Prime Minister Recep Tayyip Erdogan’s Justice and Development Party (AKP) won Turkey’s parliamentary elections with around 50 percent of the vote, a resounding victory that forces the country’s pluralistic democracy to face some cold hard facts.
With voter participation exceeding 84 percent, the results are a democratic legitimation of the AKP’s third consecutive election victory since 2002. Over the course of the past three elections, the AKP’s support among voters has grown from 34 percent to just under 50 percent, leaving the opposition well behind.
The rest were also-rans: the secular Republican People’s Party (CHP) garnered around 25 percent of the vote while the right-wing extremist Nationalist Action Party (MHP) came in with a meager 13 percent. In contrast, independent candidates, many of them supported by the pro-Kurdish Peace and Democracy Party (BDP), managed to secure a respectable 35 parliamentary seats. Among the independents are also non-Kurdish critics of Erdogan, who are currently in prison awaiting trial on charges of plotting a coup.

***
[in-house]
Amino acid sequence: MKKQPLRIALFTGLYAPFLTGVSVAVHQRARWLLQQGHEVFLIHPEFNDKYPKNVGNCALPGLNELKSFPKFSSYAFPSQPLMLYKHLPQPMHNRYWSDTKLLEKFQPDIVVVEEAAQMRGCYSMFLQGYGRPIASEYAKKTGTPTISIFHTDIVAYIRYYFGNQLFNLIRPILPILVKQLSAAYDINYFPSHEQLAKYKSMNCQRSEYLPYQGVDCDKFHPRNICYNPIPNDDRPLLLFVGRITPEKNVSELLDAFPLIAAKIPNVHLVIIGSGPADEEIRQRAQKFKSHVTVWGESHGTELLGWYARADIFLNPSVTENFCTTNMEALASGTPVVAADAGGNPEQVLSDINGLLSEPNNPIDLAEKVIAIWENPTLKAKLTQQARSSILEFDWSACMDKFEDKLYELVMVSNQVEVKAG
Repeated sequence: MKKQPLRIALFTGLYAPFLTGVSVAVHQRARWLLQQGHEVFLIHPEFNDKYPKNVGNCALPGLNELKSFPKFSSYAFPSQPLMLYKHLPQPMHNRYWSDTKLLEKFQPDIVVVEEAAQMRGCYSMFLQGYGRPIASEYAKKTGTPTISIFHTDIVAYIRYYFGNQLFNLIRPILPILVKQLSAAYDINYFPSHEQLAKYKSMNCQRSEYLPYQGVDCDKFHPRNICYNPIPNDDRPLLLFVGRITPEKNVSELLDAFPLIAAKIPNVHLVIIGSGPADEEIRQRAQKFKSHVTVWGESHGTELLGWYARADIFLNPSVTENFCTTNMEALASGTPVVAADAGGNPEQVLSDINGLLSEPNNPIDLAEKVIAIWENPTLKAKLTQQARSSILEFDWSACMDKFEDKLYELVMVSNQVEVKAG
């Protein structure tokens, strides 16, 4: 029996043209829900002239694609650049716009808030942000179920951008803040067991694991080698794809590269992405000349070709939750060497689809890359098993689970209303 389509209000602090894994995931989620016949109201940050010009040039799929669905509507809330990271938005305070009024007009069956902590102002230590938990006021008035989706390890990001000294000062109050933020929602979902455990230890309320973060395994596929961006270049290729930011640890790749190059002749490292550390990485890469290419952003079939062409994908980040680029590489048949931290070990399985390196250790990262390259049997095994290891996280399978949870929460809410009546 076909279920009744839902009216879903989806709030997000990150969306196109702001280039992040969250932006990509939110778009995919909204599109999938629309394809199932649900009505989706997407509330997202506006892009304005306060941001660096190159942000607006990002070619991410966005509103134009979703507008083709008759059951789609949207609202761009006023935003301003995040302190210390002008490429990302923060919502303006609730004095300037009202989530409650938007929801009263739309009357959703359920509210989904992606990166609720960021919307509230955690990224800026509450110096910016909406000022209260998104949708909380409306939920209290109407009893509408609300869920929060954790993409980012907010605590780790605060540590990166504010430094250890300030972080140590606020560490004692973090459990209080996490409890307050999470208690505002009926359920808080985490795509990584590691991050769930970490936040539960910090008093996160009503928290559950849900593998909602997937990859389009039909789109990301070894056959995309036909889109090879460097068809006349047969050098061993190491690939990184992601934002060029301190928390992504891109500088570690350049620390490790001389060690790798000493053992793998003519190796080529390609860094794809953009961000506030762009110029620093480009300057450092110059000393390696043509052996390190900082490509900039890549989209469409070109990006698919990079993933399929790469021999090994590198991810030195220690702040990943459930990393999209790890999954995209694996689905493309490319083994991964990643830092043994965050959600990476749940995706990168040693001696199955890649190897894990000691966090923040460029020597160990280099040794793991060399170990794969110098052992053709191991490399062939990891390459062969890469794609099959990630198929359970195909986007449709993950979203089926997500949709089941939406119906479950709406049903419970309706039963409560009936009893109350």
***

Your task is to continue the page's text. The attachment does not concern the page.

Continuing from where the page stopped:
- Recep Erdogan wins by landslide in Turkey’s general election (guardian.co.uk)